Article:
It’s Pironpre that sticks in my memory, because it was there that I came closest to becoming a KIA and there that the Third Platoon lost one of its most popular members, Sgt. Norman “Pop” Schultz. Pironpre, G Company’s first objective in the Ardennes, was just a small clump of houses at a crossroads, but a vital part of the Germans’ supply system and thus heavily defended. On the day in question, G Company, what was left of it, mounted its attack with the First Platoon on the right, the Third Platoon (my platoon) on the left, and the Second Platoon in reserve.
We moved out straggling through foot-deep snow, across a two-foot deep stream, again through deep snow, and finally into the village itself. I tossed a grenade into the nearest house, which flushed out a bunch of civilians but no Germans. We entered the house but saw no Germans. Whether any were hiding in the cellar we never found out.
At this point, Palmer Montgomery and I ran across the road looking for the First Platoon. We couldn’t find them (to this day I don’t know what happened to them), so we made a dash back across the road to the Third Platoon position. Palmer went first; I followed. He got across the road, but as I was crossing, a German tank fired its 88 at me. The shell landed close enough to knock me ass over teakettle about 15 feet down the road and caused me to lose my N-1. To add insult to injury, the tanker then opened up on me with his machine guns. Luckily there was a slight depression in the road and I did my best imitation of a snake slithering along the ground. Strangely enough, I was more mad than scared and as I crawled along, I cursed those Germans with every curse I could remember and a few that I invented on the spot. Unfortunately, I was so intent on my cursing and crawling that I lost my It was at this point that I discovered my pack and the K Rations in it had been riddled with bullets from the machine gun, and I realized just how close I had come to death.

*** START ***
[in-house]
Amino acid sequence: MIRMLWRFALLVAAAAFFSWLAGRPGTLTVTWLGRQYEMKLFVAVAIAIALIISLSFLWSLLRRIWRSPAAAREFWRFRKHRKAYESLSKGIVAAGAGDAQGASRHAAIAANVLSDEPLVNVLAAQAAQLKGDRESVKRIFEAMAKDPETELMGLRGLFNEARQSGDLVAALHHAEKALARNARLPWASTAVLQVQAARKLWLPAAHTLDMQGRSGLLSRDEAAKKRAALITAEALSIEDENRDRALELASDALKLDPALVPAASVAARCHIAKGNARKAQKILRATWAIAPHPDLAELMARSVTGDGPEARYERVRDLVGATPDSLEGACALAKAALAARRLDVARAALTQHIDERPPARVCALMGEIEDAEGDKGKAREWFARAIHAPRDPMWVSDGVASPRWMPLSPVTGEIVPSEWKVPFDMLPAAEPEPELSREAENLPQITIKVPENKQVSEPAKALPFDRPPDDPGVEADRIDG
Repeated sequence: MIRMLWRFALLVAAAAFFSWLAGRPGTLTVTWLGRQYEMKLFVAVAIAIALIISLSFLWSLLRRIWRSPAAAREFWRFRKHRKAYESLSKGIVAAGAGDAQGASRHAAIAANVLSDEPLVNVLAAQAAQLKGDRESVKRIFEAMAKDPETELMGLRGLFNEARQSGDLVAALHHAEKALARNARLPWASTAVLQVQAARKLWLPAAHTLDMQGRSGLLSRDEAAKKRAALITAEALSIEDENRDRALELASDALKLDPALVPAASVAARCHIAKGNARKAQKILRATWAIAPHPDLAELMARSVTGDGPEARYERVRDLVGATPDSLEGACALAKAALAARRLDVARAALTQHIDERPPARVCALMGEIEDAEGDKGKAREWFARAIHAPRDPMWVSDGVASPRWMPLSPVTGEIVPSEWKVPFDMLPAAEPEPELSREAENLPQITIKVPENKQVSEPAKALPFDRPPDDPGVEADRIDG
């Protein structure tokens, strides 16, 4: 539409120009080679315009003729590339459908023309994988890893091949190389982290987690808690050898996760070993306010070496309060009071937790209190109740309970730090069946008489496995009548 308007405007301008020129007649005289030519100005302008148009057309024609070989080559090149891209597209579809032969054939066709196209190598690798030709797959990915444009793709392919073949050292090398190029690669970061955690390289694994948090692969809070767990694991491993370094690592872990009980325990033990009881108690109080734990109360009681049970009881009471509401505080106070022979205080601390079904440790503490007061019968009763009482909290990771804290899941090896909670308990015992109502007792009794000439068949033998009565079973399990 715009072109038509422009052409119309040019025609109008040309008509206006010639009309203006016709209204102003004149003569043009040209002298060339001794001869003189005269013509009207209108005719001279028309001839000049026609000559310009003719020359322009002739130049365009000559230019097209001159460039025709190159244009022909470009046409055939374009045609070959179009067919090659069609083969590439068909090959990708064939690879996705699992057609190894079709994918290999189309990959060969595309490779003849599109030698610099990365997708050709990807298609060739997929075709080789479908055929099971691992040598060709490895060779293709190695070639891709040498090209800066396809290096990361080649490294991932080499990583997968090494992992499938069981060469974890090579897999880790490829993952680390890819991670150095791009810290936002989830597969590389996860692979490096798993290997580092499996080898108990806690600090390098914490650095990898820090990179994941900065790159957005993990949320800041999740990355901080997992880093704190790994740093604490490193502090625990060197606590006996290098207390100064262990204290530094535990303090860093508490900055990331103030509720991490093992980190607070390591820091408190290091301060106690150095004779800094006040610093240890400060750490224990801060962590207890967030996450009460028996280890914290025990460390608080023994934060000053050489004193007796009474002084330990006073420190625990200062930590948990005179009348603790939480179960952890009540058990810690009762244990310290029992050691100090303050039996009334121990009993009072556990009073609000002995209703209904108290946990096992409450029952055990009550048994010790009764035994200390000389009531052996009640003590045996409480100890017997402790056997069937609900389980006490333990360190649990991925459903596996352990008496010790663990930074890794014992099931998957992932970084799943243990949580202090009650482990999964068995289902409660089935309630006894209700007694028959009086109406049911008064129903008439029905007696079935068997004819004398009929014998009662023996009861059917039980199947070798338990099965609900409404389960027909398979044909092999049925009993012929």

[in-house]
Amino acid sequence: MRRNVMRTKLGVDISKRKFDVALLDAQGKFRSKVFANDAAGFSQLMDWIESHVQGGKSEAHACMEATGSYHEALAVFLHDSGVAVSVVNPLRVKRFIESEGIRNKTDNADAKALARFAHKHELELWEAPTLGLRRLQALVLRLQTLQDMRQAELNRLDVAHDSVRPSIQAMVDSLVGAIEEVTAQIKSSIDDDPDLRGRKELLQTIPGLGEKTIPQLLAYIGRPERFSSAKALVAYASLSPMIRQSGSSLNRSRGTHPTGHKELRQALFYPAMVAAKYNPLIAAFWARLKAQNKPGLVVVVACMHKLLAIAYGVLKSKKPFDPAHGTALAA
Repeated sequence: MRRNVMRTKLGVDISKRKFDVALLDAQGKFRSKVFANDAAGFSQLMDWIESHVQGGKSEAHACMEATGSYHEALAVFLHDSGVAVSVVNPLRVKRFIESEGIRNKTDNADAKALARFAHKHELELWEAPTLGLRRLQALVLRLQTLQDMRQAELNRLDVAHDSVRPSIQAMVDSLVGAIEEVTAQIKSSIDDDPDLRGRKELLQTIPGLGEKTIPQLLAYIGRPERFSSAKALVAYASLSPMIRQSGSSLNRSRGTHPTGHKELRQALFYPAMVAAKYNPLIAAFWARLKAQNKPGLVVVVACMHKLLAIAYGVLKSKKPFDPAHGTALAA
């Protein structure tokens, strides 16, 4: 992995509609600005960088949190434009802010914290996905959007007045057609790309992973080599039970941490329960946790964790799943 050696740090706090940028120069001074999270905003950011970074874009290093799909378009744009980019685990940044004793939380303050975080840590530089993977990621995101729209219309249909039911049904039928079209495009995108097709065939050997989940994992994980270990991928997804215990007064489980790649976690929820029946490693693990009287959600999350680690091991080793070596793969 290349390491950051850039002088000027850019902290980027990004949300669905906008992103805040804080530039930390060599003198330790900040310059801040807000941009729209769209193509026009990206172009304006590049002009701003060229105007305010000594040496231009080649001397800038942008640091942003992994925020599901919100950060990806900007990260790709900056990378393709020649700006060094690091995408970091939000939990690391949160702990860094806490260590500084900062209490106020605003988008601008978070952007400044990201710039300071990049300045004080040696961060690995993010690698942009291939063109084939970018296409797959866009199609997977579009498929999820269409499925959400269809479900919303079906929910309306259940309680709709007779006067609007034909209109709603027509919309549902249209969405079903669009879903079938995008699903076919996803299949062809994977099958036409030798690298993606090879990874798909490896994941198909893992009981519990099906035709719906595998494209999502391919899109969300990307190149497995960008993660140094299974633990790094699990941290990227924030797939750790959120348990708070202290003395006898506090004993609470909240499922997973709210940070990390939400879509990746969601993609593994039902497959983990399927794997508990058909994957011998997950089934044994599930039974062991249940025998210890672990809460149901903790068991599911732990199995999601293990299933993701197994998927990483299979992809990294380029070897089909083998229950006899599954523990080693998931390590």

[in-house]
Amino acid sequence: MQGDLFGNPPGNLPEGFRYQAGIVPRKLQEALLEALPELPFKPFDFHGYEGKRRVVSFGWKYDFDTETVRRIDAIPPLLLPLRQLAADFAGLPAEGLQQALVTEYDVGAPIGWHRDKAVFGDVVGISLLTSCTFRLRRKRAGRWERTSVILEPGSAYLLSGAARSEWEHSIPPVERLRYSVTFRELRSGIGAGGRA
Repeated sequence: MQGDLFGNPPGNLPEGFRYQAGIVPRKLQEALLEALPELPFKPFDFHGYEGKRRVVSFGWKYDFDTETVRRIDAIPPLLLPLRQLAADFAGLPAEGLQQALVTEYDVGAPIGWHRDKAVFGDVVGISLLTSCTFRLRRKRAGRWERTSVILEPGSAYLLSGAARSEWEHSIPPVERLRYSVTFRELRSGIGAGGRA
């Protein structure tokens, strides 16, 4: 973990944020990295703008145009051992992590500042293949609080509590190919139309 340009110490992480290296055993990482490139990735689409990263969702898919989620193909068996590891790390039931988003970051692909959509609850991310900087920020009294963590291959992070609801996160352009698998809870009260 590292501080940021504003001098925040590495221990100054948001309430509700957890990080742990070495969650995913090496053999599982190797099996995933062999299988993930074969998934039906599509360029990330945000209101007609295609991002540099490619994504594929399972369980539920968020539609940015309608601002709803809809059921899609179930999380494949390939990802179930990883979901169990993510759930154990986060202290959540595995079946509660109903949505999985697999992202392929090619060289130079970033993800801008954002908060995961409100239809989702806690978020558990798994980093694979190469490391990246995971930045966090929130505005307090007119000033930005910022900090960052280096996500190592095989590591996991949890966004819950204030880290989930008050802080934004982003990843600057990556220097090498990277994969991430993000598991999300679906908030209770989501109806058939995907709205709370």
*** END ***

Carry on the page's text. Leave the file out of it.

Later, Montgomery and I got back to our group and there we saw Sgt. “Pop” Schultz lying dead in the road. He had taken an almost direct hit from a mortar round. It took me awhile to get over his death. Pop was a fatherly type to us. Most of us were 18 or barely 19; he was in his late thirties and married.
Of course war leaves little time for mourning or for worrying about past near misses. We still had to face Tillet, Bonnerue, the Rhine, Koblenz, and all the rest. Nevertheless, from that day to this, I’ve lived my life by the credo that every day is a bonus.